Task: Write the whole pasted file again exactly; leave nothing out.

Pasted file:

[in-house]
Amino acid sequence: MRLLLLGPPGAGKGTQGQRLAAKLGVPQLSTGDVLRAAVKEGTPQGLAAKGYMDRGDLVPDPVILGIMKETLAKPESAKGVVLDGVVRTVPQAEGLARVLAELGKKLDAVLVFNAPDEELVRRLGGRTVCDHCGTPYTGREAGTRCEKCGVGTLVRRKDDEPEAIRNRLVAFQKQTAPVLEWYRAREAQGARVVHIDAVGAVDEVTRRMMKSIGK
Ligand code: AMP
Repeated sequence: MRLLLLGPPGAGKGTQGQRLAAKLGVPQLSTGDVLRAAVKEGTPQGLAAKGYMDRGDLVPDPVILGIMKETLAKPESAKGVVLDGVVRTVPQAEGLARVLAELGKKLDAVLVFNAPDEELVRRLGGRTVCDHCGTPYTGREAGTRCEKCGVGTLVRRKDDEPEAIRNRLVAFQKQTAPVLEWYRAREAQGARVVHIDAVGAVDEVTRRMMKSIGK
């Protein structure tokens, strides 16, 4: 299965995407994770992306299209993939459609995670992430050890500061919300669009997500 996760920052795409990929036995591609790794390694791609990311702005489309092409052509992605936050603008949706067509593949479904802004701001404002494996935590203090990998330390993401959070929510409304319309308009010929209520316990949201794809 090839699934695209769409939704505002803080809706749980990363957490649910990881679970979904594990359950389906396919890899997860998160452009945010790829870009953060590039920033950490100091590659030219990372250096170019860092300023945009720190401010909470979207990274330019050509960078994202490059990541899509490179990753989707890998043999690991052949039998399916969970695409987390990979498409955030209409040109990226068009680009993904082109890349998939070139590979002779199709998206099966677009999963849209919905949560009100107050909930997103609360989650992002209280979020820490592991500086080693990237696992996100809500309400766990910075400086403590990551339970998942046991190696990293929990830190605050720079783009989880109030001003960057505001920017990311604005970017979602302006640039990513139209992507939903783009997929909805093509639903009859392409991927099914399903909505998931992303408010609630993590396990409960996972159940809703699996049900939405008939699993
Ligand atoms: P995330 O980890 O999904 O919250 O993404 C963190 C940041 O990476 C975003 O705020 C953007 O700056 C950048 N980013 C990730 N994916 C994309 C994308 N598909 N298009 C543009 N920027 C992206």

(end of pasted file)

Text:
[in-house]
Amino acid sequence: MRLLLLGPPGAGKGTQGQRLAAKLGVPQLSTGDVLRAAVKEGTPQGLAAKGYMDRGDLVPDPVILGIMKETLAKPESAKGVVLDGVVRTVPQAEGLARVLAELGKKLDAVLVFNAPDEELVRRLGGRTVCDHCGTPYTGREAGTRCEKCGVGTLVRRKDDEPEAIRNRLVAFQKQTAPVLEWYRAREAQGARVVHIDAVGAVDEVTRRMMKSIGK
Ligand code: AMP
Repeated sequence: MRLLLLGPPGAGKGTQGQRLAAKLGVPQLSTGDVLRAAVKEGTPQGLAAKGYMDRGDLVPDPVILGIMKETLAKPESAKGVVLDGVVRTVPQAEGLARVLAELGKKLDAVLVFNAPDEELVRRLGGRTVCDHCGTPYTGREAGTRCEKCGVGTLVRRKDDEPEAIRNRLVAFQKQTAPVLEWYRAREAQGARVVHIDAVGAVDEVTRRMMKSIGK
């Protein structure tokens, strides 16, 4: 299965995407994770992306299209993939459609995670992430050890500061919300669009997500 996760920052795409990929036995591609790794390694791609990311702005489309092409052509992605936050603008949706067509593949479904802004701001404002494996935590203090990998330390993401959070929510409304319309308009010929209520316990949201794809 090839699934695209769409939704505002803080809706749980990363957490649910990881679970979904594990359950389906396919890899997860998160452009945010790829870009953060590039920033950490100091590659030219990372250096170019860092300023945009720190401010909470979207990274330019050509960078994202490059990541899509490179990753989707890998043999690991052949039998399916969970695409987390990979498409955030209409040109990226068009680009993904082109890349998939070139590979002779199709998206099966677009999963849209919905949560009100107050909930997103609360989650992002209280979020820490592991500086080693990237696992996100809500309400766990910075400086403590990551339970998942046991190696990293929990830190605050720079783009989880109030001003960057505001920017990311604005970017979602302006640039990513139209992507939903783009997929909805093509639903009859392409991927099914399903909505998931992303408010609630993590396990409960996972159940809703699996049900939405008939699993
Ligand atoms: P995330 O980890 O999904 O919250 O993404 C963190 C940041 O990476 C975003 O705020 C953007 O700056 C950048 N980013 C990730 N994916 C994309 C994308 N598909 N298009 C543009 N920027 C992206």